In number 6, I said “most of the news isn’t that urgent.” It’s not. But sometimes it is. Yesterday, around 5pm, Barcelona suffered a tragic attack. Overnight, another incipient attack was prevented by police. We live a just a few hours south of these two attacks, and so the news felt like something worth following. I re-enabled the browser and read the news. Then, a few hours later, as I was writing this post, I realized, “I’m up-to-date. I don’t currently need the browser.” And so I disabled it again. You can do that.

In any case, this experiment has gone well. I’m going to stretch it out and see how long I can go without the need for a browser on my phone. If you try it out, let me know!

Grace & Peace,
Dan J.

 

Read Some of This Book: Fantastic Stories

Abram Tertz is a name with which I was unfamiliar until Anna brought one of his short story collections home from college. For years, it’s sat on our shelves, and I’ve occasionally thought, Hmm. That could be interesting. But I’ve left it unread until now.

If you’re following my reading list progress (and you’re probably not), I had planned to read Dostoevsky’s The Idiot next. I felt relatively burned out by the process of reading through Robinson’s Mars Trilogy, and so I decided to read a couple of short story collections instead. I planned on Tertz’ collection, and another of stories by Anton Chekhov.

I read Tertz and enjoyed the experience quite a lot. Some of the stories are, legitimately, fantastic. Others are so-so. But on the whole, it was a satisfying read. Chekhov, on the other hand, was miserable, and I did something I nearly never do with a book. I quit. I kept trying. I read maybe 20 stories or so. But then I was done. The last story I finished was little more than a menu–the speaker was a law clerk, and his detailed culinary description drove all the other characters out of the room. In the end, it drove me away as well. Some have called Chekhov the greatest short story writer in history. But then, some people eat snails. I respectfully reserve my right to think and do otherwise.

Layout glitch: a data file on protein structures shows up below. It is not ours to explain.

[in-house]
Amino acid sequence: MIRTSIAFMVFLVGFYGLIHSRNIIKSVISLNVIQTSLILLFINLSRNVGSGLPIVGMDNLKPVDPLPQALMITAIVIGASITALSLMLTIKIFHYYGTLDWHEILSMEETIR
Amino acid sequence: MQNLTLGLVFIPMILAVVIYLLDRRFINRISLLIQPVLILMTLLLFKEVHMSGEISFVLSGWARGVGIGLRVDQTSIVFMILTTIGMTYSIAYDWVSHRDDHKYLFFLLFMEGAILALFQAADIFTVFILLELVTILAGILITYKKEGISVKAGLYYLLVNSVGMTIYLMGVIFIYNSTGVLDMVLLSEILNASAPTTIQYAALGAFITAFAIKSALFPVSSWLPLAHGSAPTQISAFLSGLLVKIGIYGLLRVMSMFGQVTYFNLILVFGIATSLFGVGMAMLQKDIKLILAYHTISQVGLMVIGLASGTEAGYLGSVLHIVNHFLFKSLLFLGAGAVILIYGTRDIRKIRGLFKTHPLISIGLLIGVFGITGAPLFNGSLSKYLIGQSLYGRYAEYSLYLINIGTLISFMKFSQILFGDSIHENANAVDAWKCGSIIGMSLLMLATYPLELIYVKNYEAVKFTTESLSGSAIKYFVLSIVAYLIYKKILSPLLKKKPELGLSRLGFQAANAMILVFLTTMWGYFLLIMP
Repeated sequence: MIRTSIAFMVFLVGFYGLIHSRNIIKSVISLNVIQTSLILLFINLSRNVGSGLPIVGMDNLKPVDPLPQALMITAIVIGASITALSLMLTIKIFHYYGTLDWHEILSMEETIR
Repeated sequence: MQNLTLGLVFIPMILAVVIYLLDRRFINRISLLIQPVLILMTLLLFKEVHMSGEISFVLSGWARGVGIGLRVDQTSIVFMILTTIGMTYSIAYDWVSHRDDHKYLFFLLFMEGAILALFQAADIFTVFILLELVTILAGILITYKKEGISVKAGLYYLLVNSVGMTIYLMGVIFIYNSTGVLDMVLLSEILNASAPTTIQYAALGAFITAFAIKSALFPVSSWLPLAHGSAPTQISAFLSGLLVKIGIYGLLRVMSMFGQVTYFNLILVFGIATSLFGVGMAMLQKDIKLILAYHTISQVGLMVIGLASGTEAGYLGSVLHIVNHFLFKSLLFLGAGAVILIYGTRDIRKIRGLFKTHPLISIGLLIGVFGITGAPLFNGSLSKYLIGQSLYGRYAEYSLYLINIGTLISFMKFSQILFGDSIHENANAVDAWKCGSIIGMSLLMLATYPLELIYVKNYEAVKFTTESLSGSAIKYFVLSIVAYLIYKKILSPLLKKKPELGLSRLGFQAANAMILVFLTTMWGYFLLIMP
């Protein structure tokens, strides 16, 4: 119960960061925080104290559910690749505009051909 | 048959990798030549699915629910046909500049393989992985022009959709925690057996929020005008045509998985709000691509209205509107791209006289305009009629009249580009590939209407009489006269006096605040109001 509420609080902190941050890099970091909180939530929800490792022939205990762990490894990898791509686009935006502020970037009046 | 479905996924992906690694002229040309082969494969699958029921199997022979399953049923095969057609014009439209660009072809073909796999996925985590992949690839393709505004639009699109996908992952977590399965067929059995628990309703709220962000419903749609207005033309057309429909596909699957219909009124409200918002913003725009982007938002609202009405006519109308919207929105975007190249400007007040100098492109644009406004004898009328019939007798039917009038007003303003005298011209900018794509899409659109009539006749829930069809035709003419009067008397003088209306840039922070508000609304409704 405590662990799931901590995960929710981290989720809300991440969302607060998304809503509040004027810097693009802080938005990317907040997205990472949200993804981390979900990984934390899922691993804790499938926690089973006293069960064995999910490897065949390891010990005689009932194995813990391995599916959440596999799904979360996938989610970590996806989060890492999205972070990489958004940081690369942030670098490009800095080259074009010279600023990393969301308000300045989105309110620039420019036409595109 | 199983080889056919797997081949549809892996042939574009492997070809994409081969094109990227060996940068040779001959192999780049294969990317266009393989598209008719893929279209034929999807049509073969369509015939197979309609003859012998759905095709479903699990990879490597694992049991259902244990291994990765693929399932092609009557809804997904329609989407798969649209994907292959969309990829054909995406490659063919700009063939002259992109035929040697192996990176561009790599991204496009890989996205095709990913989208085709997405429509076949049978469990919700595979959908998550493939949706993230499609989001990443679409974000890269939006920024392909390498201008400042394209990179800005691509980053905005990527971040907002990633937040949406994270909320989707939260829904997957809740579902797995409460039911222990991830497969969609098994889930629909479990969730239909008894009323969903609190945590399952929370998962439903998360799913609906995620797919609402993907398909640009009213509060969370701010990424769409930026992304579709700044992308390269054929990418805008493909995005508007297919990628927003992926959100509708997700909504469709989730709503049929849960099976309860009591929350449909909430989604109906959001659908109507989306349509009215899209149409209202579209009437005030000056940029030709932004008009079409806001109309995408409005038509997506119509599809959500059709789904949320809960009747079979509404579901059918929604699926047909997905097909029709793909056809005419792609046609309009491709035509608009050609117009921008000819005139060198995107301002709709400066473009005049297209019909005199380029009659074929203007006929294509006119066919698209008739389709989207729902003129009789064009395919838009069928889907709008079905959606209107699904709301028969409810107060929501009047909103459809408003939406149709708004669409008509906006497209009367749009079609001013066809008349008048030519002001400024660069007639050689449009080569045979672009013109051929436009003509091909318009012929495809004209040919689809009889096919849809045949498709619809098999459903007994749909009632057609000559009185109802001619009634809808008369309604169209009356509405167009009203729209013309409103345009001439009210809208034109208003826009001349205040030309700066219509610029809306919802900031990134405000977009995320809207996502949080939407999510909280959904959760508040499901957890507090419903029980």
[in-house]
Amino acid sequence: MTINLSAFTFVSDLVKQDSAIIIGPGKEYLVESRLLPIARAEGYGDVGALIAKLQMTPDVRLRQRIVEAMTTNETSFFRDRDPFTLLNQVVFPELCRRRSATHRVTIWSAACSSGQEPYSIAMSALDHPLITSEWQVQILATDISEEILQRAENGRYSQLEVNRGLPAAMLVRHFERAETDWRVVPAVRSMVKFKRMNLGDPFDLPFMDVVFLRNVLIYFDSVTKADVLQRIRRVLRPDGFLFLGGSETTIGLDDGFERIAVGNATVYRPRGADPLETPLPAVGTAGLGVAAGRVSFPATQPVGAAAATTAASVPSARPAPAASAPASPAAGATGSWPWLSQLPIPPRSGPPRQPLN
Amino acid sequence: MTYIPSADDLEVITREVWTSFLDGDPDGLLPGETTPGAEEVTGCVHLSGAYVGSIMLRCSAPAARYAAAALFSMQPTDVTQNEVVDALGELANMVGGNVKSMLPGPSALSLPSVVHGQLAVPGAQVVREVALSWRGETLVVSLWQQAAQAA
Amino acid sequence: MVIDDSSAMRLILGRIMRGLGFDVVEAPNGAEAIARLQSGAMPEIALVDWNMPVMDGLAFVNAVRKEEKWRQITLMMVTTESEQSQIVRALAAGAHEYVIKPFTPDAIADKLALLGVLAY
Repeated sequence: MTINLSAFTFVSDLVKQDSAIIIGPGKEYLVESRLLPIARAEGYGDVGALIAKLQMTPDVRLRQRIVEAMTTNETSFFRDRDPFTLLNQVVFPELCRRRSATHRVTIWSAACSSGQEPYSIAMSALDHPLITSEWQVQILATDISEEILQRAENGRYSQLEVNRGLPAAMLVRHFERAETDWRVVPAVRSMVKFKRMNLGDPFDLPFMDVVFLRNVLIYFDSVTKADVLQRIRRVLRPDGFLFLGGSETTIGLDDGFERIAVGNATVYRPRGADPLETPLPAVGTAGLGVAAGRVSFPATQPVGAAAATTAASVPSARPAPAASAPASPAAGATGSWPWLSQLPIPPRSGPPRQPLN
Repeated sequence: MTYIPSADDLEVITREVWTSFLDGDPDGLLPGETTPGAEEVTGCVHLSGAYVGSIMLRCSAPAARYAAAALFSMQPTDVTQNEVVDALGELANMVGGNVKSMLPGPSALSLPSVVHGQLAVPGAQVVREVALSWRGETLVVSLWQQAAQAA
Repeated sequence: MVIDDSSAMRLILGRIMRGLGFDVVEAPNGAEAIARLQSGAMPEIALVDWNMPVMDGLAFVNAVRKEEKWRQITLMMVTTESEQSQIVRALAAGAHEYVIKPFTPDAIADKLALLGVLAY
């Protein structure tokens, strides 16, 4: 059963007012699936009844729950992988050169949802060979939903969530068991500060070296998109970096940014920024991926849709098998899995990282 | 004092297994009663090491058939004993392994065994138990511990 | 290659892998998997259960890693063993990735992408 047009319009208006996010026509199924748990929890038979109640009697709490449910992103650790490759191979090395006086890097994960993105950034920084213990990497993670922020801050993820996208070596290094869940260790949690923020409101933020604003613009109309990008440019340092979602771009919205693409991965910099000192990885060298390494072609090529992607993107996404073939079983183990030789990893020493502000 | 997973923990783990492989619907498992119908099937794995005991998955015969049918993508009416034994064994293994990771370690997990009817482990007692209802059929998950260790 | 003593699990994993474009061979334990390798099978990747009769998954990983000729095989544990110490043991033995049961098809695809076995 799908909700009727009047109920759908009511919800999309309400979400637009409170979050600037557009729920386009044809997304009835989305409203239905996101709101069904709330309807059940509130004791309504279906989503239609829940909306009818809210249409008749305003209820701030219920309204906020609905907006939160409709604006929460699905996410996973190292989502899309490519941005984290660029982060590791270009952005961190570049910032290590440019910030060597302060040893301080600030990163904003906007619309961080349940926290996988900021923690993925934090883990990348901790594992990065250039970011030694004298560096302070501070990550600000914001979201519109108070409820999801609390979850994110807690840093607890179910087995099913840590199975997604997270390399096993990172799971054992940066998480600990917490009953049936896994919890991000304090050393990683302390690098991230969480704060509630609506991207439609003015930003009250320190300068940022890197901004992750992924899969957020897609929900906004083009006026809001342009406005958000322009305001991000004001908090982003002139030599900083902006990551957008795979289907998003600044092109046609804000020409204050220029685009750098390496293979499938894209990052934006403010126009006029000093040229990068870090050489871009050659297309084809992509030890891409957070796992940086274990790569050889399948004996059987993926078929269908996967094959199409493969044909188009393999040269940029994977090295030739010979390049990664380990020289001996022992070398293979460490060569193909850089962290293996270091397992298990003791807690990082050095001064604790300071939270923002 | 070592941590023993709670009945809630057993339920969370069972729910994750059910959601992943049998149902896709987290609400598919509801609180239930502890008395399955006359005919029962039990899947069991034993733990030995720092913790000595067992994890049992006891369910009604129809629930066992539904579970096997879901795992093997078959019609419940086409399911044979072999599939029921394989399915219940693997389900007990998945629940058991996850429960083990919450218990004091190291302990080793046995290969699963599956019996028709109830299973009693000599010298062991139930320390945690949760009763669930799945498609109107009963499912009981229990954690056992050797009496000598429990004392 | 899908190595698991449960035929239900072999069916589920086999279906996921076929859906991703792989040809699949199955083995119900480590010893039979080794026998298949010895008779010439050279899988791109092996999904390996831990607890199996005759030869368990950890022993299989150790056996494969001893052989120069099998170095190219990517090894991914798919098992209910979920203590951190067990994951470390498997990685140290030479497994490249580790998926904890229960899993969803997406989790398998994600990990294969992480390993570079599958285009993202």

But back to Tertz (real name: Andrei Sinyavsky). He’s sharp. He manages to tackle human dignity, artistic integrity, and the difficult questions of life. At the end of the collection, you’re not radically transformed by the experience, but you can appreciate it. It’s a little odd–some of the tales deal with time travel (sort of) or alien life. A longer tale deals exclusively with the insane urge to be a writer (rather than to write). Pick it up, read a tale or two as they catch your interest.

Two quotes:

The classical writers—it’s them I hate the most! Before I was so much as born they stole the vacant places and I was faced with their competition without possessing one hundredth part of their inflated authority. “Read Chekhov, read Chekhov!” people kept on at me all my life, tactlessly suggesting that Chekhov wrote better than I.


But to be honest, did Tolstoy and Chekhov really write so very well? Well, that’s exactly my point! That Chekhov ought to be taken by his wretched tubercular beard and have his nose shoved in his consumptive hawkings that have unfortunately now dried up. “Stop writing, graphomaniac!” he ought to have been told. “Stop writing! Don’t spoil good paper!”

So, good. Someone else agrees.

Next up, The Name of the Rose by Umberto Eco.

Until next time,
Dan J.